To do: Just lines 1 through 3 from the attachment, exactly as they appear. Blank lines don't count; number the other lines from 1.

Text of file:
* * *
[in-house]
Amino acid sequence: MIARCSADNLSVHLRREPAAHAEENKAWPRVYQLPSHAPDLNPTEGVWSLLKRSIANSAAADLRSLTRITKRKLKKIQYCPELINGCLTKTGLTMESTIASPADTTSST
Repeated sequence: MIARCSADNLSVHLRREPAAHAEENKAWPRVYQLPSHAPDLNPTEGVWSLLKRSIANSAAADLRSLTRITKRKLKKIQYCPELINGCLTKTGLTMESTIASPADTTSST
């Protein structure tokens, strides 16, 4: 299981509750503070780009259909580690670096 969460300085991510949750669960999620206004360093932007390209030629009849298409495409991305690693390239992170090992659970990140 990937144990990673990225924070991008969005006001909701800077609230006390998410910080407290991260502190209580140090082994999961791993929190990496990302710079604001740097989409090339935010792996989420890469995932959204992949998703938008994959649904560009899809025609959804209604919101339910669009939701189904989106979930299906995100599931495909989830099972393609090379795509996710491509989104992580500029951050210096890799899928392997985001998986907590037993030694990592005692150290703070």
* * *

[in-house]
Amino acid sequence: MIARCSADNLSVHLRREPAAHAEENKAWPRVYQLPSHAPDLNPTEGVWSLLKRSIANSAAADLRSLTRITKRKLKKIQYCPELINGCLTKTGLTMESTIASPADTTSST
Repeated sequence: MIARCSADNLSVHLRREPAAHAEENKAWPRVYQLPSHAPDLNPTEGVWSLLKRSIANSAAADLRSLTRITKRKLKKIQYCPELINGCLTKTGLTMESTIASPADTTSST